In 2013 I received a grant from Radford to conduct a study of the Blacksburg Police. I was accepted as a researcher and comrade because of my experience at a police academy and working on the streets years before. I met all 62 officers because I chose to work and ride with them on all shifts. The department accommodated any request that I had in working with them and trusted and accepted me enough to share confidential information. For this, I am forever grateful to the Blacksburg Police Officers.
There were some turbulent times at Radford, but I overcame the odds mentally and remained a part of the Radford family. Perhaps it was because I had good experiences while overcoming the odds, or maybe because I hate moving. I’m sure that the latter played a big part in my remaining decision.
By 2014, I prepared myself to teach asynchronous online courses. I started with one class a semester and enrolled in Quality Matters workshops. That was a good decision for me. By 2017 I was teaching all of my classes online. I have mixed emotions about not being in the classroom. I enjoyed teaching face- to-face when students were attentive and appreciative of the information and the social awareness, but I’m not a disciplinarian; therefore, distractions became more challenging. I continue to teach graduate seminars using the face-to-face format, and I enjoy doing so very much. I find the asynchronous design rewarding. I have non-traditional students who always appear eager to learn. Their discussions, critical thinking, analysis, and synthesis are sophisticated. The discourse on the discussion board helps the traditional undergraduate student become more conscious of the subject matter in their replies.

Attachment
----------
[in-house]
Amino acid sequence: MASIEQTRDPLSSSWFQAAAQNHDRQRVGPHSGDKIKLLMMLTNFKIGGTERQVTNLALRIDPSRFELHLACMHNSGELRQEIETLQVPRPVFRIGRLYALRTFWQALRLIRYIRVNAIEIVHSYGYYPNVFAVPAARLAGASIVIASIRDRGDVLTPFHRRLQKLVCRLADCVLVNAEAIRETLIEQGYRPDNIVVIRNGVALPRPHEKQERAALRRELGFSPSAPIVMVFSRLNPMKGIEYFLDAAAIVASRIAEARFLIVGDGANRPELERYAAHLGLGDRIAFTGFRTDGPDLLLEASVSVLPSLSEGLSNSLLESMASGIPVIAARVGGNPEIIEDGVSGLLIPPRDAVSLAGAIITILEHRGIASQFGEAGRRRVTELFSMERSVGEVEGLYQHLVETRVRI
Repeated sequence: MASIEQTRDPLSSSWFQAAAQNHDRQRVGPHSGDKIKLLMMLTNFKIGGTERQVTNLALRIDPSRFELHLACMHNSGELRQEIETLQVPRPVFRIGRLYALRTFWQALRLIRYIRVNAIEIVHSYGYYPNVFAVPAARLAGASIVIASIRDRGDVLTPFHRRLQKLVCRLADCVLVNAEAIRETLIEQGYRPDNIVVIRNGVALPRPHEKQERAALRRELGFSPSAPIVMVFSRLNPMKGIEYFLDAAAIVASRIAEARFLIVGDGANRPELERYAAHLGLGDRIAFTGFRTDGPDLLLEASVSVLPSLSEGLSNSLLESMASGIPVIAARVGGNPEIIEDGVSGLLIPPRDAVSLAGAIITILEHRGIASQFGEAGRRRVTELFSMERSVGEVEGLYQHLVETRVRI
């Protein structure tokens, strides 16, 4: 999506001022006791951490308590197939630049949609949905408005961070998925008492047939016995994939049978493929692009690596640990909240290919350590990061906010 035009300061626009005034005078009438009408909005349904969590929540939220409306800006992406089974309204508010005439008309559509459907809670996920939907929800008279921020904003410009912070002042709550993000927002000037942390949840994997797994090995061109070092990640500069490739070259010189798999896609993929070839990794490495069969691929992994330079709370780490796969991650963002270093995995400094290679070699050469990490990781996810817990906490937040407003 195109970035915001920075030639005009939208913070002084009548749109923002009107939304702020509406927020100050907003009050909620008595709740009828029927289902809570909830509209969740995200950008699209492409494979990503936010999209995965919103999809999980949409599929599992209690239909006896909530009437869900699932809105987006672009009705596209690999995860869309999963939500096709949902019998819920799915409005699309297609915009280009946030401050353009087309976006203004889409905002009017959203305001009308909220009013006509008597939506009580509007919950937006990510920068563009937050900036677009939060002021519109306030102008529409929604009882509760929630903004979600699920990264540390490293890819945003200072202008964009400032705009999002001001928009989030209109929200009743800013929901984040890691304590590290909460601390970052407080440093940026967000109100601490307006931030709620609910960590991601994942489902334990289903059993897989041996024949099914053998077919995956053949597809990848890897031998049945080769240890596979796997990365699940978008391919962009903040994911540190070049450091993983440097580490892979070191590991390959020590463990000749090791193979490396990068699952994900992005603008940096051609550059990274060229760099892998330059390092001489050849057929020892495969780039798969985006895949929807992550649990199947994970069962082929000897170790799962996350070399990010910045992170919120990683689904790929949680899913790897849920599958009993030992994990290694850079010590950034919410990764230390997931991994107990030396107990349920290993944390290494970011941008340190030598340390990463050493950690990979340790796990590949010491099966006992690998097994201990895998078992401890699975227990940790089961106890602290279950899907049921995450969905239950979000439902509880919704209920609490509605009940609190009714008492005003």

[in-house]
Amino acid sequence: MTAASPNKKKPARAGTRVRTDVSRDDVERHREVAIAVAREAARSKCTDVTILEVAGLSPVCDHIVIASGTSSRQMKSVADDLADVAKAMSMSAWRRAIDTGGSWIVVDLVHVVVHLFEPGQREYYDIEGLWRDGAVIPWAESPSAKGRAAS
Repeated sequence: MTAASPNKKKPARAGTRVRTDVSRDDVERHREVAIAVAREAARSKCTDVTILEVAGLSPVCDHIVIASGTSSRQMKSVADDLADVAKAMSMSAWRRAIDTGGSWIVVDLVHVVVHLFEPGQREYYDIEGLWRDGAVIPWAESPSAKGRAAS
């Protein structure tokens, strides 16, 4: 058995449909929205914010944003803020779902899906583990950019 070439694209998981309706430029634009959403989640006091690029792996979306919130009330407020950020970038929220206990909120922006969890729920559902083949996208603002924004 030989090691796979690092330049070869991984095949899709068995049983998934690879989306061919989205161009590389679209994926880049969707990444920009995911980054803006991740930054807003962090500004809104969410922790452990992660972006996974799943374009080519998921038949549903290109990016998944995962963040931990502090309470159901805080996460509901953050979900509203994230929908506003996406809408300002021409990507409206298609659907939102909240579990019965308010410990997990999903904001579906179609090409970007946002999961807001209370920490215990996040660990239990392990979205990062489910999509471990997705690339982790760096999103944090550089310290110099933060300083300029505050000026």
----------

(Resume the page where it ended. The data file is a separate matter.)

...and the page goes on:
On Being an Advisor, a Role Model and a Friend
When I was approached about becoming an advisor for the African Student Association and the Chi Epsilon Sigma Latina Sorority, Inc. I accepted both. I enjoyed every minute of that experience, and the students made me proud.
The African Student Association held many events to help with fundraising. For example, it had an annual fashion show accompanied by creative dancers. They were hard-working, great students who were serious about their education.
Chi Epsilon Sigma is the greatest sorority I have ever seen. They center their activities around fundraising for donating. They have never had a party, a rarity for sororities and fraternities. A lot gets accomplished in their informational meetings with little or no socializing.